Alice: Brave efforts of a Ugandan field mechanic

Alice Takoberwa is a 43-year-old widow and mother of two. Alice saw her husband die from HIV-related complications. The pain of losing a loved one paired with the stigma of single parenting drove Alice to join Kadama Widows Association in Budaka, Uganda. There she found a group of like-minded volunteers committed to saving their community from the scourge of HIV/AIDS.

Alice heard that 100 bicycles would be granted to Kadama Widows Association thanks to a partnership with Comic Relief and World Bicycle Relief. The bicycles would be used to help the widows with their work providing home-based health care services. Alice was thrilled! She had already mastered the art of cycling and looked forward to the positive impact of having these bicycles.

There was talk of an opportunity for someone in the group to be trained as a mechanic. Training mechanics to service the bicycles ensures that they remain in good condition long after the bicycles are provided. Alice didn’t have experience as a mechanic, but she wanted to challenge herself. “You can see women driving cars,” she said, “why not me too? I can cycle. Why not make me a bicycle mechanic?”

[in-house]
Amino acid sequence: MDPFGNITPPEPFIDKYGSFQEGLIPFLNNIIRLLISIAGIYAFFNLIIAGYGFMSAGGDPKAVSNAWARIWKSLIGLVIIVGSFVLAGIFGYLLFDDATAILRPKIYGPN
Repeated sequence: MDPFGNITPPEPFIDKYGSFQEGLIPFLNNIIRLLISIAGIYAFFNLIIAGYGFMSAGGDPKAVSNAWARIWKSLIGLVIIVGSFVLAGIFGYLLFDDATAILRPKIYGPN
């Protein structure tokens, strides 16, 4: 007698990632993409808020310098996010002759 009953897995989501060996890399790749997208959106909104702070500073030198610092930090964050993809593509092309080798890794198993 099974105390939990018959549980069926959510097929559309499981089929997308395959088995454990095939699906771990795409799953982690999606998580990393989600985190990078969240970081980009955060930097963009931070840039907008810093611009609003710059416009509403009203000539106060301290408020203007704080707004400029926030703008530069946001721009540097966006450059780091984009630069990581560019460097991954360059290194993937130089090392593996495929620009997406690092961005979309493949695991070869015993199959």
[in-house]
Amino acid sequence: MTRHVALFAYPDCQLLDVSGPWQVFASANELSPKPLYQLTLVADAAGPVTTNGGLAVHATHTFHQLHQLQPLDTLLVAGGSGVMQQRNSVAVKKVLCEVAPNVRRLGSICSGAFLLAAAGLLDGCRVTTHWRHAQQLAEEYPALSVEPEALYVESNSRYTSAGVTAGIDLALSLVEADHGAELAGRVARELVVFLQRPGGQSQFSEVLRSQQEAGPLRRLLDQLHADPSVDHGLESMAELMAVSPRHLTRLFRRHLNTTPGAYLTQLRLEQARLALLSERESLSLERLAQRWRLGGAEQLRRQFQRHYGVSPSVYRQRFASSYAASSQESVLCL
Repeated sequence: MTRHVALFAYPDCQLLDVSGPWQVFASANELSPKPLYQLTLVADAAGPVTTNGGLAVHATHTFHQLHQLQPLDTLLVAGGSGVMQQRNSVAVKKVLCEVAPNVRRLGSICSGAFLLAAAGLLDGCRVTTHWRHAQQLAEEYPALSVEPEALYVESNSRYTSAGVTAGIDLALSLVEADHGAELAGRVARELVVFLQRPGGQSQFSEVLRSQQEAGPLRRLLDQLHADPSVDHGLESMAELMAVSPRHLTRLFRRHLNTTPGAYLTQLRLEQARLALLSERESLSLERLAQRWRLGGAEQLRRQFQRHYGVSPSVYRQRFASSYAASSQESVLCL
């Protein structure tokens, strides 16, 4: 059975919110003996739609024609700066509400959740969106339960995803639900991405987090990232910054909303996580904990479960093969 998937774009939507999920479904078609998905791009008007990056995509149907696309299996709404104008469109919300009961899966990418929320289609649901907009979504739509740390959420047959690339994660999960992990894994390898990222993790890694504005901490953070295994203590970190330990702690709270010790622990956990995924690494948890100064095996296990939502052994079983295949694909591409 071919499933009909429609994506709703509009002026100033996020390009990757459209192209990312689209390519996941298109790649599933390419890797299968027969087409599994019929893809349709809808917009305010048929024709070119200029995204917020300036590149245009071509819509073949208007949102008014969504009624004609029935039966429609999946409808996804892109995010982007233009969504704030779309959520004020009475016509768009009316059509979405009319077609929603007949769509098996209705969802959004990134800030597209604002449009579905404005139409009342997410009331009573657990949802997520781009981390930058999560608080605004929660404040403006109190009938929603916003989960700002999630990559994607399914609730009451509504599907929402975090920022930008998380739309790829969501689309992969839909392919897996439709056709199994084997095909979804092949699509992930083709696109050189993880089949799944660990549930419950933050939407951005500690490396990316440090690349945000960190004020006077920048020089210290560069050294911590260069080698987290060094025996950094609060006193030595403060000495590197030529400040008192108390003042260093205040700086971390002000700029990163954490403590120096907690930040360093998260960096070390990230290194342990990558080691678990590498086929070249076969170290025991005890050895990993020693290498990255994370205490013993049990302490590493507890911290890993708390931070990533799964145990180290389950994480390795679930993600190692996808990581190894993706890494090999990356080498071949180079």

Why not, indeed.

For five days, Alice attended mechanic training at World Bicycle Relief’s assembly facility in Kisumu, Kenya. As part of her training, Alice learned how to build, repair and service the Buffalo Bicycles that she would later help maintain for her community at Kadama Widows Association back in Uganda.

A few weeks later, 100 bicycles were provided to the widows at KWA. Alice put her training to work and showed the other women how to properly care for their new bicycles. Photograph provided by .

Alice believes widows can support and sustain themselves when empowered. “I want to teach widows to use their strength to work,” she says. “To remove the stigma that only men can work.”

With work comes the ability to provide for one’s own family. Alice says that this independence helps remove the stigma and the worries about inheritance or remarrying that many widows face.

With her Buffalo Bicycle, Alice is already achieving her goals to bring about social change. Alice built on something she was familiar with – bicycles. She also stepped up and bravely tried something new. Because Alice was bold, more babies will be born HIV free. More pregnant mothers will deliver their children in health facilities. Thanks to Alice’s resolve, the women at Kadama Widows Association will continue to move forward to a better future.

Will you empower more women like Alice to be independent – to move boldly forward?

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